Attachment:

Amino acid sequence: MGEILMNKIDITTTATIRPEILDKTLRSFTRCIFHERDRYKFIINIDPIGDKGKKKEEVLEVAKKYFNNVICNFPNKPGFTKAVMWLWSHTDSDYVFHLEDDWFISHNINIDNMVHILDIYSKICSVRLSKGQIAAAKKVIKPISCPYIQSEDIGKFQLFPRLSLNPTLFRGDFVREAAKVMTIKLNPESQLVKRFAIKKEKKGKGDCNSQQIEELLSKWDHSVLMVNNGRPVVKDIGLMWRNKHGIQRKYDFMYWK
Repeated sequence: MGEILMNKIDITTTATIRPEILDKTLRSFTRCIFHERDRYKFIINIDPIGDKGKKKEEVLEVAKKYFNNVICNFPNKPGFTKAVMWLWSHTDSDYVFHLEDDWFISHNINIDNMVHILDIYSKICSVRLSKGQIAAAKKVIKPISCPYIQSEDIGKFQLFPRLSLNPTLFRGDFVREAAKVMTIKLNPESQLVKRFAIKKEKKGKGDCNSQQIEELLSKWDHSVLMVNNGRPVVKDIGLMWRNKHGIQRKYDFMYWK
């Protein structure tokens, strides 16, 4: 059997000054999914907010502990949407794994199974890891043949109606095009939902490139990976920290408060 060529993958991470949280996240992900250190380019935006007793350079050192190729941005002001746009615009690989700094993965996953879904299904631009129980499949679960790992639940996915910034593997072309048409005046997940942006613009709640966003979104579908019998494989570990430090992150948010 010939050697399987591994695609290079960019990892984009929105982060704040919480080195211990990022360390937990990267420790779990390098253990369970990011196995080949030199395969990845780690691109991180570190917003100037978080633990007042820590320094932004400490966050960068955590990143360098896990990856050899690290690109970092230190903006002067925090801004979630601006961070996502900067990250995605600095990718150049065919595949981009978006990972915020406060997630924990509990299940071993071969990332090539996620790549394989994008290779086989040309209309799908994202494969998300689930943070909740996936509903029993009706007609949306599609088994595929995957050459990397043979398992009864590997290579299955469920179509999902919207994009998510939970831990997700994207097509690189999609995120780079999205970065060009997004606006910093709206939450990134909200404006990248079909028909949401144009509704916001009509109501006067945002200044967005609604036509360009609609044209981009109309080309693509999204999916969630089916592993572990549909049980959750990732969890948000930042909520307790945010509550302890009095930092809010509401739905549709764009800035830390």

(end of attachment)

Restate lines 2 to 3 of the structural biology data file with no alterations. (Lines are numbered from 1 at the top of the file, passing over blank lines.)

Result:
Repeated sequence: MGEILMNKIDITTTATIRPEILDKTLRSFTRCIFHERDRYKFIINIDPIGDKGKKKEEVLEVAKKYFNNVICNFPNKPGFTKAVMWLWSHTDSDYVFHLEDDWFISHNINIDNMVHILDIYSKICSVRLSKGQIAAAKKVIKPISCPYIQSEDIGKFQLFPRLSLNPTLFRGDFVREAAKVMTIKLNPESQLVKRFAIKKEKKGKGDCNSQQIEELLSKWDHSVLMVNNGRPVVKDIGLMWRNKHGIQRKYDFMYWK
């Protein structure tokens, strides 16, 4: 059997000054999914907010502990949407794994199974890891043949109606095009939902490139990976920290408060 060529993958991470949280996240992900250190380019935006007793350079050192190729941005002001746009615009690989700094993965996953879904299904631009129980499949679960790992639940996915910034593997072309048409005046997940942006613009709640966003979104579908019998494989570990430090992150948010 010939050697399987591994695609290079960019990892984009929105982060704040919480080195211990990022360390937990990267420790779990390098253990369970990011196995080949030199395969990845780690691109991180570190917003100037978080633990007042820590320094932004400490966050960068955590990143360098896990990856050899690290690109970092230190903006002067925090801004979630601006961070996502900067990250995605600095990718150049065919595949981009978006990972915020406060997630924990509990299940071993071969990332090539996620790549394989994008290779086989040309209309799908994202494969998300689930943070909740996936509903029993009706007609949306599609088994595929995957050459990397043979398992009864590997290579299955469920179509999902919207994009998510939970831990997700994207097509690189999609995120780079999205970065060009997004606006910093709206939450990134909200404006990248079909028909949401144009509704916001009509109501006067945002200044967005609604036509360009609609044209981009109309080309693509999204999916969630089916592993572990549909049980959750990732969890948000930042909520307790945010509550302890009095930092809010509401739905549709764009800035830390």